My Great Western Auto Tour

Friday, April 19: Kalona, Iowa to Maloy, Iowa.

Page last updated May 17, 2002.

As Mom would say, I'm so mad I could spit nickels. I just blew away this entire page by answering a stupid question from Dreamweaver. It's the largest piece of text I've lost in ages and ages. I usually save every paragraph or so, but I guess I'm a little road-weary. Here we go again--this time, with a little prudent paranoia!

I'm out in back of Lee and Wanda's house this morning, smoking the next to last of my Cuban cigars and waiting for the washing machine to finish.

After I finished my laundry, I drove over to Regina's house to say goodbye. I missed her because she had gone to Iowa City on an errand. I surveyed her menagery for a while, wondering if I could get across the fence twice to untangle Joseph, the lamb, who had wrapped his lead around a small tree stump and was looking hungry and unhappy. I made one half-hearted attempt to get myself over the gate--away from the electrified fence--but decided that my climbing skills were just shy of what was needed. I found a coffee shop in Kalona, ate a huge cinnamon roll, read the newspaper, and waited for Regina to report to work. I took her keys and went back to rescue Joseph, but either he had smartened up a whole lot while I was gone or else a neighbor took pity on him. But the return trip gave me a chance to photograph Messiah, the peacock, the rooster and a hen, and Winston. Neither Messiah nor Winston would sit still for a really good shot, but they're recognizable.

I ambled across southern Iowa. I was in no hurry, since I had all afternoon to get to Betsy and Brian's house. I got a little lost looking for a park to take a nap, followed a river west a ways, stumbled onto old route 92, and eventually got back on the main road. I found a nice town square to nap in; the parking spaces were separated from traffic by a low curb. I woke myself up two or three times by snoring too loudly. Next time I need a nap, I'll have to see if I can put the seat down lower and nap on my side.

I also need to work on my tourist skills. I neglected to photograph the house, the two-story tree house, and the small herd of goats that Betsy and Brian keep. I also failed to stop at an abandon homestead just a few miles west of their place. It's hard to shake the mentality that I have to press on at full speed. There's no rush. The journey itself is my destination.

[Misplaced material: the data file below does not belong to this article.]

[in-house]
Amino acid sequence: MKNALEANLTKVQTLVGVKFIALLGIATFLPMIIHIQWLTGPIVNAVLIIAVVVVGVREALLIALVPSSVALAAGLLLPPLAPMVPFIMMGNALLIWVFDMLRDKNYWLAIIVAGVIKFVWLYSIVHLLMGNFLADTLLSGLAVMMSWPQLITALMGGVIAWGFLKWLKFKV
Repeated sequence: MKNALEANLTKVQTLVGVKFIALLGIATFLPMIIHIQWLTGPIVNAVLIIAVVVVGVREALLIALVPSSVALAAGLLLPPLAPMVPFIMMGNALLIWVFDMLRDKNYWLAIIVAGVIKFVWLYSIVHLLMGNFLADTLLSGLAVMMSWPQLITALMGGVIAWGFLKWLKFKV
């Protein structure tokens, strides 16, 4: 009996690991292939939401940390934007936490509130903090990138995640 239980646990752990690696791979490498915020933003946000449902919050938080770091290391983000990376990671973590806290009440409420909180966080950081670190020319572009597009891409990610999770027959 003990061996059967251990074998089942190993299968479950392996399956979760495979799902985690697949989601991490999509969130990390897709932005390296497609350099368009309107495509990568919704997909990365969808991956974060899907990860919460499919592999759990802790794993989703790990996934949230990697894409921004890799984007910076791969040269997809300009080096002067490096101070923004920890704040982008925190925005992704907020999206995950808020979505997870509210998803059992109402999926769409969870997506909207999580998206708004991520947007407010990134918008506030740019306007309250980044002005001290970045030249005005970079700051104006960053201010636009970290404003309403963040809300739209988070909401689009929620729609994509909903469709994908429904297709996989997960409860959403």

Saturday, April 20: Maloy to Sterling, Colorado

This was the first day of trying to achieve maximum mileage. I hope to get to Truckee, California, in three days. But I couldn't persuade myself to get back on route 80. I followed route 6 across the bottom of Nebraska all day long, passing through many small towns and villages. I think I'll stay on back roads tomorrow, too. On Monday, if I have to, I can find the expressway and whip through Nevada.

This is just one of dozens of grain elevators I passed in Nebraska. It's an amazing system. I'm also impressed by the size of the machinery used to plow, plant, spray, and harvest the fields. I think often of Greg Widger, one of my Ellicottville friends who grew up on a farm. He taught me to drive a tractor and how to throw bales of hay into and out of the loft. He died in his garage years ago; some say it was suicide, but his mother believes he died of a heart attack. Either way, it was a tragic end to the life of a friend whom I remember with affection and gratitude.

On route 6, I made a brief stop at a shrine to Our Lady of Fatima and found an evening Mass at St. Catherine's. Afterward, I had the road all to myself for miles and miles. The farmers are praying for rain. I drove through a light mist most of the afternoon, climbing higher toward the mountains, and stopped at dusk. I thought I saw some light patches of snow and the radio talked about temperatures in the single digits up in the mountains. I hope the pass is open in northern Colorado tomorrow.